When the film was released, I was almost afraid to go to the theater and see it…the book meant so much to us and what if it was horrible? But of course it was fabulous and heartwarming and lovely. THANK GOODNESS.

Leslie Karst

I vote for The Wizard of Oz as the best movie rendition of a book. Although the book is quite good (and rather odd, as well), the movie version—in this Chick’s humble opinion—ranks up there as one of the very best films ever made. And I’ve often thought that trivia questions from the movie would be the best way to trip up a foreign spy posing as an American, as we all (at least of a certain age) pretty much know the movie dialogue by heart.

And another hat tip goes to the Inspector Morse TV series, which is SOOOO much better than the books. As for worst movie version of a book, that honor has to go to the abysmal film version of The Hobbit. Oy.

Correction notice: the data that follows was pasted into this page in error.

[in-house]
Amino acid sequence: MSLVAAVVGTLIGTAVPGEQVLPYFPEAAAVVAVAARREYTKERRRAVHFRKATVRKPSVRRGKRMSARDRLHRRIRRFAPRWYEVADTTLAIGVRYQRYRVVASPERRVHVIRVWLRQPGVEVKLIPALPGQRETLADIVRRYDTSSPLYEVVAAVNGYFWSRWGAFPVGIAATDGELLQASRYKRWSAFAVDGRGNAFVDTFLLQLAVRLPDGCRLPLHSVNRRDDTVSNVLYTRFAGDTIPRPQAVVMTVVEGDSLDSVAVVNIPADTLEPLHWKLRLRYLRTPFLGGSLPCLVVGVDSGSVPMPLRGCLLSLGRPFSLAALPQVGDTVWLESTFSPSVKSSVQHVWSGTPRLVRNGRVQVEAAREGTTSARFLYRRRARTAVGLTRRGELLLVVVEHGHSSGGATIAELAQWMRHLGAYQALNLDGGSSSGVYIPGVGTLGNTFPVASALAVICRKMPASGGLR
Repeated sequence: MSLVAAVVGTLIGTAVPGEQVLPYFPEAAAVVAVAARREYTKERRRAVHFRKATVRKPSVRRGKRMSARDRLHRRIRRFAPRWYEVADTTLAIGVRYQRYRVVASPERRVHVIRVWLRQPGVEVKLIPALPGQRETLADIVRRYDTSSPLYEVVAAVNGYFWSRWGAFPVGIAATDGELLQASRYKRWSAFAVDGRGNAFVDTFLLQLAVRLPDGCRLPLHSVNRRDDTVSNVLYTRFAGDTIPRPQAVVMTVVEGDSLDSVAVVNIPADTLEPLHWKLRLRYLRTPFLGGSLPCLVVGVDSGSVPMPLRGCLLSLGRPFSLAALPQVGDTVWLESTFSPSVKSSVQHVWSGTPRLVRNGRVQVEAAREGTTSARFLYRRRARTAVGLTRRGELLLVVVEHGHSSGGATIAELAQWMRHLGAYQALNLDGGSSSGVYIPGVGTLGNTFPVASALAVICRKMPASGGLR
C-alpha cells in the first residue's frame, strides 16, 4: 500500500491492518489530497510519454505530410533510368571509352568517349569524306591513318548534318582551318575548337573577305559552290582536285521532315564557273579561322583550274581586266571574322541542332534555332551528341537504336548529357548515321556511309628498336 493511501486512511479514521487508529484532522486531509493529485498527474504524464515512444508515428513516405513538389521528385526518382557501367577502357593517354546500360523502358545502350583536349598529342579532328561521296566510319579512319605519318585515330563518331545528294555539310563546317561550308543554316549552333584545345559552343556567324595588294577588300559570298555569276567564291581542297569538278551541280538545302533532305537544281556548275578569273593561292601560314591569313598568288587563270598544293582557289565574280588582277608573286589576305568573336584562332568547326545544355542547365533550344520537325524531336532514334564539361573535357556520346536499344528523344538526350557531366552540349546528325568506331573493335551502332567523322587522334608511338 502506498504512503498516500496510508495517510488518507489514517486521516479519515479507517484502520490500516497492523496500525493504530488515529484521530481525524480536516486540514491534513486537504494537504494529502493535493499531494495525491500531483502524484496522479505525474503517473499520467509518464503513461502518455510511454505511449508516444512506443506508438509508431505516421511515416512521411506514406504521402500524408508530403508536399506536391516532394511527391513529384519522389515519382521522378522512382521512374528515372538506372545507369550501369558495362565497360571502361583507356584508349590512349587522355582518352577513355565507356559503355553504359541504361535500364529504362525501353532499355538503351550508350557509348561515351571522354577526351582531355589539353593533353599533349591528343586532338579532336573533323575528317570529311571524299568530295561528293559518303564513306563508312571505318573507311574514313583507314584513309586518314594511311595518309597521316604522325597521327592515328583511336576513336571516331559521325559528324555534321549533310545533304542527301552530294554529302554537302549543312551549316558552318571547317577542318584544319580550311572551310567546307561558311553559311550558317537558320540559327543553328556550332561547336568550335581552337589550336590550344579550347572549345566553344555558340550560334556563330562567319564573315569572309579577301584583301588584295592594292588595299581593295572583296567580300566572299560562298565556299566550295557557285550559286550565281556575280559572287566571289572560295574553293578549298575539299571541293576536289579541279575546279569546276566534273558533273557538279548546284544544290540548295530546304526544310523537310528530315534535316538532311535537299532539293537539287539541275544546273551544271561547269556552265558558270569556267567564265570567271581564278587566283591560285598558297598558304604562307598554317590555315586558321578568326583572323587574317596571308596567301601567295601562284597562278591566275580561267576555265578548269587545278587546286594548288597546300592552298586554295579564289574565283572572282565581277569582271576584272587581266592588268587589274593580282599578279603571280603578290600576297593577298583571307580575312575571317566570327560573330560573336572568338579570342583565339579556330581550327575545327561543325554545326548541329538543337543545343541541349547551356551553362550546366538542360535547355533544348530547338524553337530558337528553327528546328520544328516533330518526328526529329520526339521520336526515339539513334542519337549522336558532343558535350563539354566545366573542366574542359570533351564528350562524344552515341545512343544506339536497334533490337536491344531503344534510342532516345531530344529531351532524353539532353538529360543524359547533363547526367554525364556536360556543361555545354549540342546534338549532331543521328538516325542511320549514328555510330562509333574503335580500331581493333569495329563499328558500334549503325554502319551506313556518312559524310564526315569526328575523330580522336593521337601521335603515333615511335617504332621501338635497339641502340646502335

Becky Clark

I think I’ll go with TO KILL A MOCKINGBIRD. I love both the book and the movie—a lot—but I think the movie edges out the book just a teensy bit because of Gregory Peck and Mary Badham’s portrayals. She, btw, had never acted before and at 10, was the youngest to be nominated for an Oscar. She lost out to Patty Duke for “The Miracle Worker.” Do not get me started on Harper Lee’s sequel GO SET A WATCHMAN, though. Ugh. I have issues. So many issues.

A movie that was better than the book was the John Wayne version of “True Grit.” And two that spring to mind that do justice to the books are “The Queen’s Gambit” and “Fried Green Tomatoes at the Whistle Stop Cafe.”

Say it with me …. “Towanda!!!”

Jennifer Chow

Usually, I love the book and am meh (or happy enough) with the movie adaptation. The exception to this rule was a series of films based on…
This series of books (complete with original poetry, songs, and languages) was originally intended to be published in one big volume by the author. Super hint: One ring to rule them all.